Living in hard times is nothing new. If you look back on history (and you need not go far), people have been presented with awful, horrific situations as bad or worse than what’s happening in modern day America, since the beginning of time. Floods, fires, pandemic, inequity, misogyny, racism, economic insecurity, climate change, partisan politics, to name a few. There are an abundance of examples of this in the Bible as well and on the morning after the news of another blow to 2020, the passing of Ruth Bader Ginsberg, I found myself looking to God for answers to my biggest, burning question: How can you send so much grief and angst to Your people in one year?!Continue reading “These are hard times”
Today is the day! It’s finally here. Although if it were a year ago, my sense of peace and serenity in this moment would be a little easier, not slightly clouded by a thought that something could go wrong. The first day of school.
Even as thoughts of possible COVID situations appear like unwanted wasps circling my head, I have been laser focused on this day for weeks, the day when one very important part of all our lives returns to some semblence of a different kind of normal. In-person school.
The pros and cons have been considered. The school plan studied, questioned and verified, giving weight to the decision to send our son back to school where he was a once thriving student who loved to learn. The year feels like the freshest start we have ever needed after months of home/online school, a dearth of activities to keep us occupied over the summer months, and spending altogether too much time together in close quarters.Continue reading “The day is here!”
The printer at work was giving me a run for my money last week. If it wasn’t callibrating, warming up or asking for new toner (it needed all four cartridges replaced in three days time), it was going into power save mode and to wake it up I had to open and close the paper tray several times which usually does the trick. More than once I simply turned it off, took a few deep breaths and turned it back on. And of course this is going to happen when the workload that requires a bunch of printing is at it’s height!
My job is not stressful. I work in the Faith Formation office at my Catholic church and spend most of my three day a week gig organizing for the in-person weekend mass as well as corraling volunteers to help give out communion in the parking lot. My favorite part is talking to parishioners who call to sign up for mass and I get to learn about the intricacies of their lives as I become a trusted listener.Continue reading “When in doubt, unplug”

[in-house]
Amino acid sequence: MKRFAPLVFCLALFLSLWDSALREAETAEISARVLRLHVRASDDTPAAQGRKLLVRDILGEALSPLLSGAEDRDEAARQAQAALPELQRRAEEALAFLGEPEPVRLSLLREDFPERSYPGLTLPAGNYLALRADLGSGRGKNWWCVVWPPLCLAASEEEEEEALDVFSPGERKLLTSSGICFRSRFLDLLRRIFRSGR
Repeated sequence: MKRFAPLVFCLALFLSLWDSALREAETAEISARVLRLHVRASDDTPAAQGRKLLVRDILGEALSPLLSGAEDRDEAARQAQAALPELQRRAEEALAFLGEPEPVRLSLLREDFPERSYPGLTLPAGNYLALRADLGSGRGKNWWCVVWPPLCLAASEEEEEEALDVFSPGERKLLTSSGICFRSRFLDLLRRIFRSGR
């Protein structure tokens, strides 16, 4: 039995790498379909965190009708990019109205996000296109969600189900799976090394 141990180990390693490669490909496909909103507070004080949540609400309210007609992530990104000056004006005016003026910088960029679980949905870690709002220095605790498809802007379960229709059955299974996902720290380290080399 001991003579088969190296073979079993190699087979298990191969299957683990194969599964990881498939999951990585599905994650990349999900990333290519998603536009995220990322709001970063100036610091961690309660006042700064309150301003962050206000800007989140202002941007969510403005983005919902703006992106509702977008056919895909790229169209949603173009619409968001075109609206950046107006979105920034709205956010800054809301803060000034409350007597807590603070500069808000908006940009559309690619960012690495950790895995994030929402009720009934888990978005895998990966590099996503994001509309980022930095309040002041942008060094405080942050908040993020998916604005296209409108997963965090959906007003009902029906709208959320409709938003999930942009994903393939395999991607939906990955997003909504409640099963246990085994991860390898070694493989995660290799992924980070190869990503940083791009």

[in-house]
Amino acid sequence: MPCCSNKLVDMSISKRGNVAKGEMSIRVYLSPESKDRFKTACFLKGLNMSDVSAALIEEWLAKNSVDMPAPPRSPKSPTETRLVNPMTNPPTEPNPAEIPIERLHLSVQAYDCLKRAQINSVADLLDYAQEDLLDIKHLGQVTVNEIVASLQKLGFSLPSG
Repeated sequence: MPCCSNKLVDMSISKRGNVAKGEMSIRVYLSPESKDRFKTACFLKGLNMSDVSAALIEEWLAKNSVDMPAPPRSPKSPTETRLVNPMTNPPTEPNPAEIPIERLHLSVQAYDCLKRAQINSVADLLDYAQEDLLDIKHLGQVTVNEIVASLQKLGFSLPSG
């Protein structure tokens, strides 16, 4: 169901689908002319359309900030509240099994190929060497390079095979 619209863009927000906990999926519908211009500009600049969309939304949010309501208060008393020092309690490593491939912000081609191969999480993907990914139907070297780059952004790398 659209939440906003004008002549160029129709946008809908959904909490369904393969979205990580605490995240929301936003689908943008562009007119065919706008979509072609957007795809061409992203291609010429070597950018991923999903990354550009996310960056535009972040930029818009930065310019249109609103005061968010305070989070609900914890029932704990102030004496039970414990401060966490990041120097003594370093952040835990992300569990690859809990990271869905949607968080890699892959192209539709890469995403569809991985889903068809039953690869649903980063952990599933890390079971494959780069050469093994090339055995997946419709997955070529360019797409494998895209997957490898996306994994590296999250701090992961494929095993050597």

For several months I have been consciously avoiding the news which isn’t easy when your husband turns on CNN before bed most evenings. Turn off the hearing aids and whala – no more news. The reason is mainly because I hate politics as much as Michelle Obama claims to and I do understand it is a necessary evil but the rhetoric of Trump’s campaign was really getting to me.
I decided to tune into the Democratic convention and thought it was well done. It kept my attention all four nights and the words spoken were a balm to the crushing, anxiety inducing rhetoric coming out of the White House these days. By the Friday morning after the convention I felt my anxiety lift as hope took over and that in a short time there would soon be adults running our country again. Optimism for our country’s future was on the upswing. And that’s when I started to tune into the news more.
Big mistake. Once again, Trump has managed to make my anxiety for our country soar. We need someone with feelings, empathy and heart leading us in these uncommon and hard times. He doesn’t seem to care the USA is number one in COVID deaths by a good percentage of the overall population and he keeps saying it’s going to “disappear”. He lives in a different world than the rest of us, I guess. He incites radical behavior, fueling the fires of unrest and blaming it all on Joe Biden who IS NOT PRESIDENT.
My optimism has faded as I read the latest polls which has Biden and Trump a bit too close for comfort. How do we live in a society that doesn’t care about equality and the health of our neighbors? How have Republicans let this man (and family) take over a party that didn’t used to be so radical? Who can we blame for all of this? The people who didn’t exercise their voting rights in 2016?
I have become used to gently rolling my eyes at my husband, a lifelong Republican, who feels it is his patriotic duty to gobble up all the books that lay bare the sins of Donald Trump. I do not wish to know how truly bad he is although I have more than an inkling. But when it came to hearing what Melania was about (because we have barely heard a peep from her in four years), I couldn’t help but be drawn to a New York Times article about the new book her former friend wrote. The last sentance of the article left me chilled. Melania claimed to her friend who was worried she was having a nervous breakdown that “You give people nervous breakdown, you don’t have it your own”. I, for one, do not wish to live in a country that promotes this kind of anxiety and I hope I am not the only one.
As a parent, there are very few words that pain me than when my teenager says …but there’s nothing to do. Or, what can I do? Or, I’m bored. Reaching back into my own childhood, those questions and statements would be met with a list of chores guaranteed to keep you busy for days and would teach you that uttering such phrases to your parents was a very bad idea. To my chagrin, that does not work with my own kid.